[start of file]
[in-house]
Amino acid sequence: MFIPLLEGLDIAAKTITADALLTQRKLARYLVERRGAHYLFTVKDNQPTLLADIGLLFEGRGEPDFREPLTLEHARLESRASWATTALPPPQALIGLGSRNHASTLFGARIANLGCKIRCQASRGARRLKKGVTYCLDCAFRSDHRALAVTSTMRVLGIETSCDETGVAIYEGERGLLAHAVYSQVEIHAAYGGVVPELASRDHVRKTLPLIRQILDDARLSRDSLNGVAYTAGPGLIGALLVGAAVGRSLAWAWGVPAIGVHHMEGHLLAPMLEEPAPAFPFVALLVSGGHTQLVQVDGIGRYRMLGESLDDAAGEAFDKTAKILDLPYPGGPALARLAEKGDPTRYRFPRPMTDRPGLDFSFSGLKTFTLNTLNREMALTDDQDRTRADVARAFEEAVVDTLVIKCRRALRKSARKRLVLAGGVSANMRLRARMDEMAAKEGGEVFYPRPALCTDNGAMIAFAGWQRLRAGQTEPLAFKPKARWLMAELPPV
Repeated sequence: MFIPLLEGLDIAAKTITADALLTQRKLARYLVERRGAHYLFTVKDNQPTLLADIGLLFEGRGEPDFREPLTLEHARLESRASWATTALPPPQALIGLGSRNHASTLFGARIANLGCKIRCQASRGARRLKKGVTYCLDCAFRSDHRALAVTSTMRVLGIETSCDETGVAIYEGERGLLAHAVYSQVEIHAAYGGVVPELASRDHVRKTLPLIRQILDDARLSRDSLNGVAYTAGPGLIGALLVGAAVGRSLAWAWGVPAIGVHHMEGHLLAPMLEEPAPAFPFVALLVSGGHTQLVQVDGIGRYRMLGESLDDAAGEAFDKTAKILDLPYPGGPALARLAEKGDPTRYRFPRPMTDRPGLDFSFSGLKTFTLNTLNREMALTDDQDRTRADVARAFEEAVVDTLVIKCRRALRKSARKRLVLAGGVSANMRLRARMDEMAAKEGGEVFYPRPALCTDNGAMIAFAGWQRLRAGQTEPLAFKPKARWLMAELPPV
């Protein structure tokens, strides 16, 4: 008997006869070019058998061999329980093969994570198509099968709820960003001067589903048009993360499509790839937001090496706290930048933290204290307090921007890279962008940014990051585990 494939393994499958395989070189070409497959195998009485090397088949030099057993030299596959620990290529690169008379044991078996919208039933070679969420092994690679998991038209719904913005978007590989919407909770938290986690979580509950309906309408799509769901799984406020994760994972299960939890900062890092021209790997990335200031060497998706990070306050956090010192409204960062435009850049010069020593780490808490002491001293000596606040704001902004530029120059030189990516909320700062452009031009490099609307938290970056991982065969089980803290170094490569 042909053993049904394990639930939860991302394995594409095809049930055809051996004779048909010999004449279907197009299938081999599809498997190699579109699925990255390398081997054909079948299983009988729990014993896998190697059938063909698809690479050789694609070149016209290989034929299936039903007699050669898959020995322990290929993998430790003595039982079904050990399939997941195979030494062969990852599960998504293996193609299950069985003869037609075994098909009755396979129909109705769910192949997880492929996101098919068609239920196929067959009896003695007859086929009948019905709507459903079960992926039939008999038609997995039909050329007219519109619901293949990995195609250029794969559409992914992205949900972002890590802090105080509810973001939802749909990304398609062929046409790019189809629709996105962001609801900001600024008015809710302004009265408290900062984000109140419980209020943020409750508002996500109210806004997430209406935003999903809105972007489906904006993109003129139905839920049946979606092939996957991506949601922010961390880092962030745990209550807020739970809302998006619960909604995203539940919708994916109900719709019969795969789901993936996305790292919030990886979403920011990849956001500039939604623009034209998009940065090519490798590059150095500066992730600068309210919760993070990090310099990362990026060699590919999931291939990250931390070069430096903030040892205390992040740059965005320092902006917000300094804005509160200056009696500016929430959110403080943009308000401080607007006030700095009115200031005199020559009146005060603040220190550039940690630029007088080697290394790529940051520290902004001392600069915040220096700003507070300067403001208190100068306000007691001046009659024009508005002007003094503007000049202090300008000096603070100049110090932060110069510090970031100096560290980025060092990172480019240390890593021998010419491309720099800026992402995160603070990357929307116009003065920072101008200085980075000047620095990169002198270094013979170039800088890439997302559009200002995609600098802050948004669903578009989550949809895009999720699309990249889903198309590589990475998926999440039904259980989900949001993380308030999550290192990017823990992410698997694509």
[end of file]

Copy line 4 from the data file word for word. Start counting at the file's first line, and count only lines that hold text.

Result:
């Protein structure tokens, strides 16, 4: 008997006869070019058998061999329980093969994570198509099968709820960003001067589903048009993360499509790839937001090496706290930048933290204290307090921007890279962008940014990051585990 494939393994499958395989070189070409497959195998009485090397088949030099057993030299596959620990290529690169008379044991078996919208039933070679969420092994690679998991038209719904913005978007590989919407909770938290986690979580509950309906309408799509769901799984406020994760994972299960939890900062890092021209790997990335200031060497998706990070306050956090010192409204960062435009850049010069020593780490808490002491001293000596606040704001902004530029120059030189990516909320700062452009031009490099609307938290970056991982065969089980803290170094490569 042909053993049904394990639930939860991302394995594409095809049930055809051996004779048909010999004449279907197009299938081999599809498997190699579109699925990255390398081997054909079948299983009988729990014993896998190697059938063909698809690479050789694609070149016209290989034929299936039903007699050669898959020995322990290929993998430790003595039982079904050990399939997941195979030494062969990852599960998504293996193609299950069985003869037609075994098909009755396979129909109705769910192949997880492929996101098919068609239920196929067959009896003695007859086929009948019905709507459903079960992926039939008999038609997995039909050329007219519109619901293949990995195609250029794969559409992914992205949900972002890590802090105080509810973001939802749909990304398609062929046409790019189809629709996105962001609801900001600024008015809710302004009265408290900062984000109140419980209020943020409750508002996500109210806004997430209406935003999903809105972007489906904006993109003129139905839920049946979606092939996957991506949601922010961390880092962030745990209550807020739970809302998006619960909604995203539940919708994916109900719709019969795969789901993936996305790292919030990886979403920011990849956001500039939604623009034209998009940065090519490798590059150095500066992730600068309210919760993070990090310099990362990026060699590919999931291939990250931390070069430096903030040892205390992040740059965005320092902006917000300094804005509160200056009696500016929430959110403080943009308000401080607007006030700095009115200031005199020559009146005060603040220190550039940690630029007088080697290394790529940051520290902004001392600069915040220096700003507070300067403001208190100068306000007691001046009659024009508005002007003094503007000049202090300008000096603070100049110090932060110069510090970031100096560290980025060092990172480019240390890593021998010419491309720099800026992402995160603070990357929307116009003065920072101008200085980075000047620095990169002198270094013979170039800088890439997302559009200002995609600098802050948004669903578009989550949809895009999720699309990249889903198309590589990475998926999440039904259980989900949001993380308030999550290192990017823990992410698997694509």